Mile High View,  Return on Investment

A New Era For Investors

Robert Gordon of Northwestern University is getting a lot of press for his publications predicting we are entering a new age of slow innovation, slow productivity growth and eventually slow to stagnant GDP growth. To that I disagree. It reminds me of Thomas Robert Malthus. Malthus (1766-1834) was an English scholar who wrote about economics and population growth. He believed that, in his lifetime, improvements in agricultural productivity had reached a pinnacle and improvements would be limited or non-existent. Malthus postulated that wages would sink as demand increased for food but food supplies would be limited. Additionally, that food prices would increase with demand rising faster than supply. In turn, the business owners would reduce wages so they would have enough for food. Malthus felt famines, epidemics, and wars were all good things that reduced the population which in turn reduced demand for food. Malthus argued against the so-called “poor laws” (similar to our unemployment insurance, food stamps, welfare, etc.) He wanted people to die to reduce demand for food. He argued for celibacy and forcing later in life marriages. In 1850 not long after Malthus died the US population stood at 23 million and of those 23 million people, 11 million were employed on the farms– almost 50% of the US population. Today we produce nearly 60 times the amount of food as we did in 1850 and we are doing that with only 1.6 million people employed on the farms. The average worker produces 600 times what the average worker did in 1850!

Gordon, in my opinion, is the new Malthus. He claims we have gone through three growth cycles and are at a time when growth will be moderate at best. Gordon designates the first cycle lasting from 1750-1830 and growth was driven by the invention of the steam engine, cotton spinning, and railroads. All three contributed to a significant growth in the world economy. Gordon’s second cycle from 1870-1900 was driven by electricity, the internal combustion engine and running water. Running water was, in his opinion, the most important of the three. The third cycle from the 1960s to the 1990s has been the cycle driven by the computer. Since the 1990s ,according to Gordon, we have significant innovation but little growth in productivity. Gordon extrapolates to say we are entering the time when innovation slows and productivity slows to a crawl.

Negativity sells. We have just come through the Great Recession and the memory of seeing portfolio losses and net worth values dramatically drop seems fresh in our memory. So when a Gordon comes along that predicts a slow growth and little gain in productivity he gains a considerable following. But we don’t have to go back as far as Malthus to see others who gained national or international prominence by predicting slow growth.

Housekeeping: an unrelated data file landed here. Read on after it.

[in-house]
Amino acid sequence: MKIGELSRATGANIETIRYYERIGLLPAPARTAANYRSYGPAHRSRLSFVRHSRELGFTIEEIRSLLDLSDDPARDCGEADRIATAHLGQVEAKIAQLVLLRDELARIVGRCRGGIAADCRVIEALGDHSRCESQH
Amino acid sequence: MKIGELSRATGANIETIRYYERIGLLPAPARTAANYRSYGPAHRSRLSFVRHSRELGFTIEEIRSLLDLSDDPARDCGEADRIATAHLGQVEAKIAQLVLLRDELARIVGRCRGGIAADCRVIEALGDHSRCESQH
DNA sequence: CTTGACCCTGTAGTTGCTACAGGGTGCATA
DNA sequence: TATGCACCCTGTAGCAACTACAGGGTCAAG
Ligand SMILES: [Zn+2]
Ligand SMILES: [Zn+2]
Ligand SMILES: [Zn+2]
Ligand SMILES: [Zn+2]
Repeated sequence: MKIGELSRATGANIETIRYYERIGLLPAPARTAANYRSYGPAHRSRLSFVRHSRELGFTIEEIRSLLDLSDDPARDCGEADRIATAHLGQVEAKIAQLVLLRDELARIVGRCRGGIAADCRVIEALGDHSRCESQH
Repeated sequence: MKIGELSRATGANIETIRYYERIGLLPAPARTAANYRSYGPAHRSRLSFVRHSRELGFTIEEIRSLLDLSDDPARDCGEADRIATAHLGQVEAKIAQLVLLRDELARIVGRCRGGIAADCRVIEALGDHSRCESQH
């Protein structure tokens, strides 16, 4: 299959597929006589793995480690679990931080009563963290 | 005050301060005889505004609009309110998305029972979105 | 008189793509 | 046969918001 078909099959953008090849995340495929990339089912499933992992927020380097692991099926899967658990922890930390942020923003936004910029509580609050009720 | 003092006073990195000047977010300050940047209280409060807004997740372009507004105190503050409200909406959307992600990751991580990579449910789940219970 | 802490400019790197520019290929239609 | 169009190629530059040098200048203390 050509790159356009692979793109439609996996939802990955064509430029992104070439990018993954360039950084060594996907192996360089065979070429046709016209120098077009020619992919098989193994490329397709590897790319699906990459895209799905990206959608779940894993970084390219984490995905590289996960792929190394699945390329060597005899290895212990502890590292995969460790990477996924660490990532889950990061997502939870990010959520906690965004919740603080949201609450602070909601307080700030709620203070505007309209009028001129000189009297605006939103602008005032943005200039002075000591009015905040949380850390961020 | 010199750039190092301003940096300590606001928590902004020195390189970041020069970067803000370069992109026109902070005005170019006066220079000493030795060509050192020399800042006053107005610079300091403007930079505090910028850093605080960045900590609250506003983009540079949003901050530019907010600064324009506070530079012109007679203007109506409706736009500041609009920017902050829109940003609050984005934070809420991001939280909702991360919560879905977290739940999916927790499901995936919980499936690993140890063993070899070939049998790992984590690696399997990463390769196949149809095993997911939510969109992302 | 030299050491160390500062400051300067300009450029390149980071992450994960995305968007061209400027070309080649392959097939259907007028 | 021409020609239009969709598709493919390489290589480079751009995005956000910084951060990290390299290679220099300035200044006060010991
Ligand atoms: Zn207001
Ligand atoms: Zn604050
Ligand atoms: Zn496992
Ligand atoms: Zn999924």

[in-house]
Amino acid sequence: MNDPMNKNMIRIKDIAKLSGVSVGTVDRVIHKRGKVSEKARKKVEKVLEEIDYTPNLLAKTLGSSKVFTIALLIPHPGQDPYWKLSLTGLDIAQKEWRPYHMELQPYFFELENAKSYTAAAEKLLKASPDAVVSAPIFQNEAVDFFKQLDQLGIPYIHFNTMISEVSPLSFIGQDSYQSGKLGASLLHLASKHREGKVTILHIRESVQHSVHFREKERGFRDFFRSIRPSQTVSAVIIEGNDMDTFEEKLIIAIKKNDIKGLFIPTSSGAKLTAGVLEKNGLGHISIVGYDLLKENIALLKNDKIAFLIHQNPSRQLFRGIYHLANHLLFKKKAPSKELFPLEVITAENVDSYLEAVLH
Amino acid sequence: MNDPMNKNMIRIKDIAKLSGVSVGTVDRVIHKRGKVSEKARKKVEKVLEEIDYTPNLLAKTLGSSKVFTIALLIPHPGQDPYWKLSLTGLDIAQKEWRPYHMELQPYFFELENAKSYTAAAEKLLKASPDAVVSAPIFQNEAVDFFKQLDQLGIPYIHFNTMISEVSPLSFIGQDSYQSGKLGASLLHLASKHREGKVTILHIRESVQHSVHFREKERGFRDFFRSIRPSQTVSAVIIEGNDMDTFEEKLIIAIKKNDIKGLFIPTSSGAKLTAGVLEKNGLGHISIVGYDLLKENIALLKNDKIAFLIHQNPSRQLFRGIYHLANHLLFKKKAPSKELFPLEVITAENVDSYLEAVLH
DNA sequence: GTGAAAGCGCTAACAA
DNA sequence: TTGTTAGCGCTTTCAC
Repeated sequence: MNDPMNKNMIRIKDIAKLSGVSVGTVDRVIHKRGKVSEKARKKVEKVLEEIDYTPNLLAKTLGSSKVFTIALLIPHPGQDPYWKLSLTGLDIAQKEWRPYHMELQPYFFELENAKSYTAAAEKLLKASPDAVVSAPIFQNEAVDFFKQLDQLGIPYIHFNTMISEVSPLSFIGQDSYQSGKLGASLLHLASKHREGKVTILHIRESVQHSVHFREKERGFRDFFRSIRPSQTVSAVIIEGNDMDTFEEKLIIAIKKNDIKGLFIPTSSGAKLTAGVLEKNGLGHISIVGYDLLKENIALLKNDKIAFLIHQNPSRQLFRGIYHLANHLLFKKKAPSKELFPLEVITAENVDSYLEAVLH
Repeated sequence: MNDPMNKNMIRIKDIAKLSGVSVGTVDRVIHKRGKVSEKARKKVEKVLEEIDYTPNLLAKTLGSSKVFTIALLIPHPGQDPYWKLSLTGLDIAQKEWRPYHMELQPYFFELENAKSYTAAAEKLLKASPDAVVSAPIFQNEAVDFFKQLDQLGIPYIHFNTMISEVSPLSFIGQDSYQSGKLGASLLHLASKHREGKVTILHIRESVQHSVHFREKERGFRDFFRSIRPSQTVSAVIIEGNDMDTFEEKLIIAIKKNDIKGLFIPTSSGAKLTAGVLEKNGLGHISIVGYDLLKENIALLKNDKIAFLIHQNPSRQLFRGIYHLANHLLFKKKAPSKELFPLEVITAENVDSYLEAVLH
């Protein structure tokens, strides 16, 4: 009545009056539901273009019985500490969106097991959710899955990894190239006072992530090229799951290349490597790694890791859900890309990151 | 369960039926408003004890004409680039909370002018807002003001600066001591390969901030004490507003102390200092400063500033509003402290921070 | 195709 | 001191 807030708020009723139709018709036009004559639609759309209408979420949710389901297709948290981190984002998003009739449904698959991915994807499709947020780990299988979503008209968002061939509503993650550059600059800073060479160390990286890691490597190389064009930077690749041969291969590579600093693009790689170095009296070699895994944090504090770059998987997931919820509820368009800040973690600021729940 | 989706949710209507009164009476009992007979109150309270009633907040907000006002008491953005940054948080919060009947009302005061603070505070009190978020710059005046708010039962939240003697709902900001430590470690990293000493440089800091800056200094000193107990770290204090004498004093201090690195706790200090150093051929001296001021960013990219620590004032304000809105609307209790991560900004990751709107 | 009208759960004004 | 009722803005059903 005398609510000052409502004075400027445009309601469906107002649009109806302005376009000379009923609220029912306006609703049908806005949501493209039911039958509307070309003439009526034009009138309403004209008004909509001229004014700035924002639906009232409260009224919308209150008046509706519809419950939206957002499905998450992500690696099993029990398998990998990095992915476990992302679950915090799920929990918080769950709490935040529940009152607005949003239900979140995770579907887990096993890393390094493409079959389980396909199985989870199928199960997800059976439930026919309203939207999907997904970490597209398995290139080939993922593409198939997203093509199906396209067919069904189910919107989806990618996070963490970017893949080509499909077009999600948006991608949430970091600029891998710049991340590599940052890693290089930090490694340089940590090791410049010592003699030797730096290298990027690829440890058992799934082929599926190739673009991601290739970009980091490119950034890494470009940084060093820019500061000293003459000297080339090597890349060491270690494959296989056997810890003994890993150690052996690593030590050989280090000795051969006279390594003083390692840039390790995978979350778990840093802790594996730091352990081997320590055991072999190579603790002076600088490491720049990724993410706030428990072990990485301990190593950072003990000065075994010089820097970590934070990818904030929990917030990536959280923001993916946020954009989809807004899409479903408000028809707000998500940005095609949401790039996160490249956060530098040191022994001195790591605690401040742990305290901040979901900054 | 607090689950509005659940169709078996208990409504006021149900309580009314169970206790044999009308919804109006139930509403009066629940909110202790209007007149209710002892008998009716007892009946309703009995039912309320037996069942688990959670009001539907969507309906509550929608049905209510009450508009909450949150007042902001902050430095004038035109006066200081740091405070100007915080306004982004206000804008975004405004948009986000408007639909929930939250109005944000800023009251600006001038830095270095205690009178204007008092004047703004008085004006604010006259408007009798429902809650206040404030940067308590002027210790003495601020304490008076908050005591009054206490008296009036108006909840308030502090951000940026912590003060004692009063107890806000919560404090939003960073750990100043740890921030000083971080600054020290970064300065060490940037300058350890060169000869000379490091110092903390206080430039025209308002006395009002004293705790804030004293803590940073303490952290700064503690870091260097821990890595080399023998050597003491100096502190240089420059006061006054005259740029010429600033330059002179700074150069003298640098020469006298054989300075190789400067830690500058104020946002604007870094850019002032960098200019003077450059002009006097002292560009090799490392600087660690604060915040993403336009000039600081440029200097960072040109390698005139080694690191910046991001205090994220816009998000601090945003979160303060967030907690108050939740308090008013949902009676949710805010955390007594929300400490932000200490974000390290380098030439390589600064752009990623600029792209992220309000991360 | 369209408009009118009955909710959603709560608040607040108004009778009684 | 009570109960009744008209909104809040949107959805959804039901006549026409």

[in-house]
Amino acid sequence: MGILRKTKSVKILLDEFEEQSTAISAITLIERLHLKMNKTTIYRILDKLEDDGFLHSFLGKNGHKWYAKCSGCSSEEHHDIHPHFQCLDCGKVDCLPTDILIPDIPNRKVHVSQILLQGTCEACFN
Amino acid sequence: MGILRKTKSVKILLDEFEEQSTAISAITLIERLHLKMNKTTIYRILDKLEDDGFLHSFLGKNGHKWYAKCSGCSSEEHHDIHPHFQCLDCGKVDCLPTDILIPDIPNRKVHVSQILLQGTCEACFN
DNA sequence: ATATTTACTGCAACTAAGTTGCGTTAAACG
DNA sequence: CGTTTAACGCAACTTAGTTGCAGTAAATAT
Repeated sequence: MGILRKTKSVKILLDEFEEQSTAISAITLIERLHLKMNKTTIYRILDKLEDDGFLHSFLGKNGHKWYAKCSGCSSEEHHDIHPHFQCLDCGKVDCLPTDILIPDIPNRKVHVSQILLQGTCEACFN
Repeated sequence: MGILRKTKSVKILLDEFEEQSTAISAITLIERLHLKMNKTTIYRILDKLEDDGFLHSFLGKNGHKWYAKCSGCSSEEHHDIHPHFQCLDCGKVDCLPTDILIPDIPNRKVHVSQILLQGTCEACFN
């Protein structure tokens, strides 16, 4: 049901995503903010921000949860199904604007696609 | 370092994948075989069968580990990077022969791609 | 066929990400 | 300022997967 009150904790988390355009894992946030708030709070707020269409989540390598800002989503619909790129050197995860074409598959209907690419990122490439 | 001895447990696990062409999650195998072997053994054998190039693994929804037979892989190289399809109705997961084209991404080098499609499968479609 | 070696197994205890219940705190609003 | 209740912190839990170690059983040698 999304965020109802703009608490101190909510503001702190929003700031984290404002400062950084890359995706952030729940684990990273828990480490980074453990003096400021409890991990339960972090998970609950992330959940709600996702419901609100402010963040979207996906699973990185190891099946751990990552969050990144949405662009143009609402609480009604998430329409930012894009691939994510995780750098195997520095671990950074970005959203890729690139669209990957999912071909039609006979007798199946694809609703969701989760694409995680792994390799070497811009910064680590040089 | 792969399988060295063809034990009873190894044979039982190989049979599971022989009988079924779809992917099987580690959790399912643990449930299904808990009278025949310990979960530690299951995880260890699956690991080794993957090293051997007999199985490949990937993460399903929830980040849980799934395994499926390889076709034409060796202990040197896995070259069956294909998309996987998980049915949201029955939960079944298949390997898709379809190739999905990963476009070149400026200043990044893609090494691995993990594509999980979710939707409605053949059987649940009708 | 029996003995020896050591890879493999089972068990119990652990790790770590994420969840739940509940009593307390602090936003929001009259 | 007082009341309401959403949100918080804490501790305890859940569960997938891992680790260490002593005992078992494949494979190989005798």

One of the popular books of the 1950s was John Kenneth Galbraith’s book “The Affluent Society”. Galbraith stated the US population had reached a peak in affluence. After all, almost every family had one car and the average size of houses had grown to 1,100 square feet. It was unlikely, according to Galbraith, that there would be much more growth in affluence. That was as good as it would get. Large companies were 2/3 of the output in key sectors and they controlled technology. Small companies did not have the capital to compete. Large companies would innovate but taking few risks. Large companies were not looking to maximize profits, but instead focused on maintaining their organization. Large organizations like the labor unions wanted control over suppliers and political influence. There was just no room for small companies.

Galbraith missed seeing a little hamburger place would change American’s eating habits. A year before publishing his book, “The New Industrial State” MacDonald’s came public. Two years before that book was published Watson and Crick published their work on the DNA which was to lead small companies like Genentech and Amgen and a whole new field of biotechnology companies from small to fairly large. Galbraith never foresaw little software companies like Microsoft and Oracle would become huge big companies.

It is hard to look into the future and see what the changes will be. We can get an idea from history. I don’t believe history repeats, but it rhymes. Gordon, like Malthus and Galbraith, looked at the present day and sees a leveling out. But if we look back at history, we can see a pattern that is far more optimistic. Until the Industrial Revolution, GDP grew at the same rate as the population grew. But with the Industrial Revolution, GDP grew at 0.3%, and the people began to gain some wealth. In the steam age of the 1800s, production and GDP grew at 1% per year, significantly higher than population growth and wealth accumulation increased. In the age of petroleum GDP growth averaged 2.4% creating an accelerating wealth. In the information age we are living in GDP growth which is likely to be in the 4%+ range. Nobel Prize winner Robert Lucas states it is the: “First time in history the living standards of the masses of ordinary people have begun to undergo sustained growth.”

I believe Gordon, like Malthus and Galbraith before him is wrong and instead we are entering a time of sustained growth with businesses and industries that have the possibility of creating wealth for those who are involved and those who invest.
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Until Next Time,


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